Todd Ream: Regardless of discipline, with what questions, if any, do you believe Christian scholars need to be prepared to grapple? Grapple with as individuals, grapple with as members of an academic community?
Alister McGrath: I think that’s a really good question. I mean, there are lots of classic questions, which I think are really important, like the nature of truth, um, and, um, how we can think of God interacting with the world. And these are all very, very important.
What I’m finding in my conversations with many academics and also just intelligent people in the broader culture is, um, we’re looking for meaning, we’re looking for significance, we’re looking for value. And if you think about those three ideas, significance, meaning, value, I mean, Christianity does talk about these a lot, um, and has a lot to say.
And one of the things I’ve discovered to my delight, I have to say, is that when I begin to say, well, actually Christianity does actually engage these questions, let me explain how, they’re interested. And I think that’s really important because, um, It is not, it is saying something like this. And Christianity is not just intellectually interesting. It’s not just potentially true. It actually has the ability to speak to the deepest questions of human existence.
And that’s really important, I think, because people are searching for something that’s really helpful, significant, and stable. And I think it’s very good just to revisit Christianity and realize how, how rich it is in these resources. So I found myself talking about these things a lot. I mean, I’m sure there are many other things I could be talking about, but I’m just noticing that when I do talk about these things: A, I get very large audiences and B, people want to keep talking. So I think that’s, that’s saying something about, um, where our culture is going and what it’s looking for.
Todd Ream: Some of your most well known work exists at the intersection of science and religion. What do you believe are some of the most fruitful forms of dialogue emerging from that intersection in your own work, in the work of other individuals pursuing comparable questions?
Alister McGrath: I think there are a range of questions that people are always going to want to ask about the Christian faith. I mean, uh, how does, for example, the seemingly rather simple figure of Jesus in the Gospels relate to the rather more complex theological realities we find, for example, in the Council of Chalcedon? How did that transition happen?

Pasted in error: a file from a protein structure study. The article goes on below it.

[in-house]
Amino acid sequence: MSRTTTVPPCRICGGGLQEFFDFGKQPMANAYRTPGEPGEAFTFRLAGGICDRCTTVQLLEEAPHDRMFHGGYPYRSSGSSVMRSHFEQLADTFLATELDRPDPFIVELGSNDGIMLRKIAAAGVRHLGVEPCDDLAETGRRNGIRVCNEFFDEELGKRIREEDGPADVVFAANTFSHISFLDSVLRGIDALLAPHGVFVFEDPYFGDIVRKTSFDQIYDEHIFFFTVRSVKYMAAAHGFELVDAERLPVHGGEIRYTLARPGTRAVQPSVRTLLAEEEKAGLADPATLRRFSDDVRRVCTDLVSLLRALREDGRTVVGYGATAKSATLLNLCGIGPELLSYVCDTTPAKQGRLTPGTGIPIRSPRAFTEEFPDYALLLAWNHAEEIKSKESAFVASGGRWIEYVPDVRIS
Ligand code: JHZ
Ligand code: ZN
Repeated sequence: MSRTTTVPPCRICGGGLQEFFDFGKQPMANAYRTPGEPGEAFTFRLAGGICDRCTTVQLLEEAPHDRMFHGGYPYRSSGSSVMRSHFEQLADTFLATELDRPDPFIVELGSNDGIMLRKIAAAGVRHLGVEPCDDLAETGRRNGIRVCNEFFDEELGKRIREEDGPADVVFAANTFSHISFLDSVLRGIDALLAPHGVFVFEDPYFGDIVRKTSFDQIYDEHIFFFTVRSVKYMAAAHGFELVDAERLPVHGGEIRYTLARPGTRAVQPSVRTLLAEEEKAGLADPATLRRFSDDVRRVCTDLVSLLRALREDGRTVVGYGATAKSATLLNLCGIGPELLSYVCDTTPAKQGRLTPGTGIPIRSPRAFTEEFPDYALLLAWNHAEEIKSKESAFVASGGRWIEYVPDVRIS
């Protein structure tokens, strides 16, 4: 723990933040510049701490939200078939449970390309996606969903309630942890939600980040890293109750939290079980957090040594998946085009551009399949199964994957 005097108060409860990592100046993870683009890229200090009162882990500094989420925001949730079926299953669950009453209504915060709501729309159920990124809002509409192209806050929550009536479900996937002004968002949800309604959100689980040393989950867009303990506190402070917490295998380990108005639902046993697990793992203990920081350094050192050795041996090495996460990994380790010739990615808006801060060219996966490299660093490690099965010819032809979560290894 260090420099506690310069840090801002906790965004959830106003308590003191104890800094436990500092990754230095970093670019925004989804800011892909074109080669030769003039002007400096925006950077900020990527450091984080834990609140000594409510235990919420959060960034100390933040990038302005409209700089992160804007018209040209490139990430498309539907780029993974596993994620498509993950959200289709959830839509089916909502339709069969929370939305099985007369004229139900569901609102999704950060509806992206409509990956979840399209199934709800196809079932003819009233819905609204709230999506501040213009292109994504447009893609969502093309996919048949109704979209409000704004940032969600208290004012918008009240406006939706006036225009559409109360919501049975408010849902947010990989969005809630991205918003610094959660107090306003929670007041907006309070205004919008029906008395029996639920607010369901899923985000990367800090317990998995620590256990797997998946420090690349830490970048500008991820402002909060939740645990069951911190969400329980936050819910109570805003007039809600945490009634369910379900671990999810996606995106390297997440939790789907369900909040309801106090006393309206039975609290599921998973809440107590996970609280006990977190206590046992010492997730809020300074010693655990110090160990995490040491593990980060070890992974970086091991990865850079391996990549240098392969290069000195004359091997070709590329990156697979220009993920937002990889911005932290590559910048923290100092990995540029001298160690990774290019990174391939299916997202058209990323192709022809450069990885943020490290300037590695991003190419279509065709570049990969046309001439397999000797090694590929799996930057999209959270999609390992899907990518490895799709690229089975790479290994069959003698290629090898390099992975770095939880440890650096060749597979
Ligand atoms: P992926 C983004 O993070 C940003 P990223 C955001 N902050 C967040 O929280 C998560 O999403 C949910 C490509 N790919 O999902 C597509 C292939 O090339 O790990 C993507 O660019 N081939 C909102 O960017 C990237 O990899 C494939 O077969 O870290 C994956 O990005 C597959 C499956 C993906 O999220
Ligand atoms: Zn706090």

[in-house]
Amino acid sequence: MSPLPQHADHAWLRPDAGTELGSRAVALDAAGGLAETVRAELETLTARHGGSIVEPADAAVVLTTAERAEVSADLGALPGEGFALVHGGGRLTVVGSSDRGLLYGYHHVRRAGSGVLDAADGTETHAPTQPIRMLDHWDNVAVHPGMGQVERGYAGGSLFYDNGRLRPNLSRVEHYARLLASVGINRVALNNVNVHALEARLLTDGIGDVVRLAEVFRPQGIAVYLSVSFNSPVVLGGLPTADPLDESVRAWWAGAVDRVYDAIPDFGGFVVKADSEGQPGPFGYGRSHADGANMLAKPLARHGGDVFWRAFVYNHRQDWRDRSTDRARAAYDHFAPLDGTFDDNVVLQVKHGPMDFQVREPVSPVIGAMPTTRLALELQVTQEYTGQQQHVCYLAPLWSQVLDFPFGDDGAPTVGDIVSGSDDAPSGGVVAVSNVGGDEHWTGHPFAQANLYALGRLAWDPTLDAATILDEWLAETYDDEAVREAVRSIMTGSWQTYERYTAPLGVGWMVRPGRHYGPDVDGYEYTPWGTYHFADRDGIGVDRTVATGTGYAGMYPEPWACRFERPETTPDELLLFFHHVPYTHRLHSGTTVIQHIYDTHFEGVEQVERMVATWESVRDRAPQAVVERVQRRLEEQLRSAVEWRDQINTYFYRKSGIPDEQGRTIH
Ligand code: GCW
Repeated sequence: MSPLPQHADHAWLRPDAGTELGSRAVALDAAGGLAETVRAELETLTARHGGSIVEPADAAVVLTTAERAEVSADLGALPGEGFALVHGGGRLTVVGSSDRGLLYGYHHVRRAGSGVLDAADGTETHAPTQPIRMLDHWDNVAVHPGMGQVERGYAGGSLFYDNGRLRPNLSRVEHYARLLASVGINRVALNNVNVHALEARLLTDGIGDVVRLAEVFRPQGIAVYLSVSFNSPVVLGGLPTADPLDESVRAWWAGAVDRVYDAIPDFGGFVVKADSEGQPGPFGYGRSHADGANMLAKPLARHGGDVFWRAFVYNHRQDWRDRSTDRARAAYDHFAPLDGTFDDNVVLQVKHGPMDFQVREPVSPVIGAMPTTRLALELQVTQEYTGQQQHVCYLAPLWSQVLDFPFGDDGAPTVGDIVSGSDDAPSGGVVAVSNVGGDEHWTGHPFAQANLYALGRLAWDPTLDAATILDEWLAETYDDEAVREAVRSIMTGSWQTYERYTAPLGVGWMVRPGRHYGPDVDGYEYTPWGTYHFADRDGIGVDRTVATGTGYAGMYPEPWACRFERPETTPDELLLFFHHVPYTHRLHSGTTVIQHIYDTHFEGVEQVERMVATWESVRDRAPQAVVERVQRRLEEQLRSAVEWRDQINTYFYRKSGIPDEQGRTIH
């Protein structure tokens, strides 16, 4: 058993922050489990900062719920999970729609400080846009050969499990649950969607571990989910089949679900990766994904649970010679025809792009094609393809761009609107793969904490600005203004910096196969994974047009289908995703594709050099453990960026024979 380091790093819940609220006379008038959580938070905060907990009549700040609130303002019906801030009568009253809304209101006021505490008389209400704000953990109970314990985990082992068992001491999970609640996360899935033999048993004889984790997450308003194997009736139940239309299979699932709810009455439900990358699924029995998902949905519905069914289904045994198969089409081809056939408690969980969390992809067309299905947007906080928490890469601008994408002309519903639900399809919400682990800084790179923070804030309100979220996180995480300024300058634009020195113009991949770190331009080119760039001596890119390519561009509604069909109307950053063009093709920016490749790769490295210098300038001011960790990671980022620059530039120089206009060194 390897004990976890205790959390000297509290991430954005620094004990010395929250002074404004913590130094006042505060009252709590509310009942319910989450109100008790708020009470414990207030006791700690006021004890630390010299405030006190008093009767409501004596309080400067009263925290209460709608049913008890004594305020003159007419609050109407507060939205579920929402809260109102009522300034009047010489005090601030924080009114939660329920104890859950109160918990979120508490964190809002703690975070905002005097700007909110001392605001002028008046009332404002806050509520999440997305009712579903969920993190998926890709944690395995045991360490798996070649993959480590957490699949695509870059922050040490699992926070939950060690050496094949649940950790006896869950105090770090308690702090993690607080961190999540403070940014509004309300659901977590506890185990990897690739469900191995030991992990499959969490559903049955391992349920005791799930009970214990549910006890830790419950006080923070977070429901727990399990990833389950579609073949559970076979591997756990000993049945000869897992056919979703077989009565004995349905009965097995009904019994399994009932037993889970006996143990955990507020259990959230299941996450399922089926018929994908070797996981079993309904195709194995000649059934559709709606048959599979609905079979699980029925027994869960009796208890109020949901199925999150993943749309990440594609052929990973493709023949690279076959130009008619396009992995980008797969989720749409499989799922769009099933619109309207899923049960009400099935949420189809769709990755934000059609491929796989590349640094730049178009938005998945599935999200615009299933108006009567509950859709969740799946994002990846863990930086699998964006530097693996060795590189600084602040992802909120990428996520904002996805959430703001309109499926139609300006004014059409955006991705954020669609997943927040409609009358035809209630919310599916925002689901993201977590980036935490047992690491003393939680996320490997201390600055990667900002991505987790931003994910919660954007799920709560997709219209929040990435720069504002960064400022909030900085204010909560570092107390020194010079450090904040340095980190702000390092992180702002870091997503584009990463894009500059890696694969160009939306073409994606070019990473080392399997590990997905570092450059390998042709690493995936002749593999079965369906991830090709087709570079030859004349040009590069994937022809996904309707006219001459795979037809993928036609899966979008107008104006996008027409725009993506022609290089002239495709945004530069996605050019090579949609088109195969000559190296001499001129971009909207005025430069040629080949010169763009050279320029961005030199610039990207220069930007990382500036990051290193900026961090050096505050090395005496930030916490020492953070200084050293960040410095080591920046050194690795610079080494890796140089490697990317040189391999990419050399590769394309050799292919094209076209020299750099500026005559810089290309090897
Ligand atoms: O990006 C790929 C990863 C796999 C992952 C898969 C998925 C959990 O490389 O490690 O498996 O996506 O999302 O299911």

I think it happened rationally, necessarily, and it makes complete sense. But someone needs to explain that to people because very often there’s this feeling there’s a disjunction between a simple Jesus and a complex Christ. So we need to, in effect, talk about that.
But I think that for me, one of the things that really stands out here, if I can put it like this, is in effect showing, not simply that Christianity is intellectually interesting, but it’s existentially significant.
And I think that’s one of the things I worry about because obviously, you know, I’ve had a long career of teaching theology. I have to say that most of that teaching has been at the level of explaining ideas, where they come from, why they make sense and so on. But really, I think what we need to do is go one stage further and say, if these things are true, what difference do they make?
I think that’s really relevant for the contemporary debates about, um, deconstruction or deconversion, where very often people who have been Christians kind of lose their way a bit. And very often it’s because they haven’t really grasped how these Christian truths actually transform us, actually give us a, uh, a really powerful grip on the world.
I think more needs to be done to explain that, not simply why we believe this, but the difference that this makes if it’s true. So I think there’s a very important issue there about theological communication. And finally, of course, um, if we believe in embodiment, it’s not just about explaining things. It’s about showing in your own existence the difference that these things make. In other words, modeling the Christian life and being able to say, this is how these set of ideas actually work out in practice.
Todd Ream: In 1896, the founding president of Cornell University, Andrew Dixon White, published his two volume, History of the Warfare of Science with Theology in Christendom. In what ways, if any, do you believe the relationship science and theology share as warfare is apt? Mistaken?
Alister McGrath: Well, this is very interesting. I mean, obviously, I was a scientist as a young man and still remain involved in, um, science in many ways, but for me, it was personally important to figure out how science and faith relate to each other, because as an atheist I just assumed that religion and science were antithetical, were opposed to each other. Obviously, I don’t think that anymore, but a lot of people in our culture do, and we need to find ways of engaging that.
I think for me, one of the most interesting things I have observed is the transition in the last 20 years. Because back, uh, about the, uh, well, 2000, um, you know, I found it a bit of a struggle to kind of persuade people outside the Church that there’s kind of an interesting dialogue in science and religion. Then the new atheism came along and suddenly everyone was talking about this. And gradually people began to realize that actually the new atheism hadn’t quite got this right.
And so what I now find is people saying, well, of course, science hasn’t answered all our questions. Um, show us how the Christian faith is able to A, explain why science is so effective and B, is able to in effect, say things that science can’t say.